The Unofficial History of Pioneer Anime:
Part 0: Prelude
by Adam "OMEGA" Arnold
"In 1992, Pioneer LDC (the developer of the laser disc) announced its serious entry into the OAV market. With a long-standing reputation for understanding the peculiarities of the anime subculture, Pioneer's decision was eagerly greeted by fans of the genre." - Best of The East, Animerica Vol. 1 #2
Fall 1992 brought the release of Tenchi-Muyo!: Ryo-Ohki, the light- hearted comedy that avoids all the ruts of previous genre greats. Created by Hiroki Hayashi and Masaki Kajishima, Tenchi-Muyo!: Ryo-Ohki proved to be "a heaven-sent project for Pioneer." The first volume was released simultaneously with a CD soundtrack filled with the superb sounds from the unforgettable OAV series.
With the 6th OAV volume of Tenchi-Muyo!: Ryo-Ohki released on March 25, 1993, the Tenchi craze was just beginning to brew. Soon, word got out about how addictive the series was. Anime Conventions began playing imports of Tenchi-Muyo!: Ryo-Ohki and word spread like wild fire among otaku about this superb anime.
Early 1993, rumors of a proposed English-translated anime division of Pioneer Entertainment (USA) L.P. began to spread at Northern California based-anime conventions. The rumors turned out to be true. Pioneer was indeed working on Laserdisc projects with an English dub on the digital tracks and the original Japanese soundtrack on the analog track with "close-captioned subtitles" that appear at the bottom of the television screen and can be turned on and off without interference with the picture.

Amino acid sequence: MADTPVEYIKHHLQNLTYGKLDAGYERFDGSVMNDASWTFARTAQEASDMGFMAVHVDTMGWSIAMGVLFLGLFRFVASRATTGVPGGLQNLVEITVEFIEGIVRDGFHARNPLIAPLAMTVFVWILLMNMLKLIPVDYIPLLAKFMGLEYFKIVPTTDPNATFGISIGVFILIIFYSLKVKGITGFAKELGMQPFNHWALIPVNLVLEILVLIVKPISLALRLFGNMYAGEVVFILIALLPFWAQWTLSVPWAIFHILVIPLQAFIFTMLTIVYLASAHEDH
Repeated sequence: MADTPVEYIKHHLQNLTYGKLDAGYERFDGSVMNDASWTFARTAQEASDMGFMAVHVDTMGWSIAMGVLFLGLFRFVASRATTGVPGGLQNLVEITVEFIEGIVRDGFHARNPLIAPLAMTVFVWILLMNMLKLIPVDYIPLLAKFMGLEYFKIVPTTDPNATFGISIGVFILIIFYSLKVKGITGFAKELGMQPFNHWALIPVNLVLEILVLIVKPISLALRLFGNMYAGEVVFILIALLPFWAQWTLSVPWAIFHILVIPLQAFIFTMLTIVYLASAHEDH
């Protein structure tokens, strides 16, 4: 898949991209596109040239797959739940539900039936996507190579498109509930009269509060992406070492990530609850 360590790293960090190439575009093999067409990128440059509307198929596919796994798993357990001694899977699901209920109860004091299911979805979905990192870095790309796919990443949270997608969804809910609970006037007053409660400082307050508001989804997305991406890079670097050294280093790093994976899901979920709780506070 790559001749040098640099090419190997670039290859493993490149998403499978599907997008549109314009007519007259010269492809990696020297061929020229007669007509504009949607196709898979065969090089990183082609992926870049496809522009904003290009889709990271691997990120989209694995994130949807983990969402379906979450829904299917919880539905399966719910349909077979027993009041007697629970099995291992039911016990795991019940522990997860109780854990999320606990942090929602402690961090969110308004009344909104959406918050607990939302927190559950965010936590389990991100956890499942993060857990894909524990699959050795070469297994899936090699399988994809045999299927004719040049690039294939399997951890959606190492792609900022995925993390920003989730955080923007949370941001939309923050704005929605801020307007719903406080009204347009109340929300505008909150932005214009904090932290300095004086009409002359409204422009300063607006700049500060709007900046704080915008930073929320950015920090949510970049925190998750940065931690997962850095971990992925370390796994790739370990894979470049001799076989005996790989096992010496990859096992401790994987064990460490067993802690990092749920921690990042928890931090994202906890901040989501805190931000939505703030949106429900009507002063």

Pioneer was quick to announce that Tenchi-Muyo!: Ryo-Ohki would lead the lineup of Pioneer's new American based Anime division. It's release date: December 8, 1993 for a retail price of $34.95. Green Legend Ran and Kishin Heidan were also announced to follow. But, what would set the American releases apart form their Japanese counterparts would be that all of the "new releases will be recorded in ‘jitter-free' CAV format, a marked step up from the CLV-formatted Japanese import discs."
Pioneer even announced that they planed "to eventually ‘catch up' with the overseas production schedule in order to release their bilingual LDs as closely as possible to the release date in Japan."
In a market that was still an infant, where people thought Akira was the end all of Anime, Pioneer could do anything.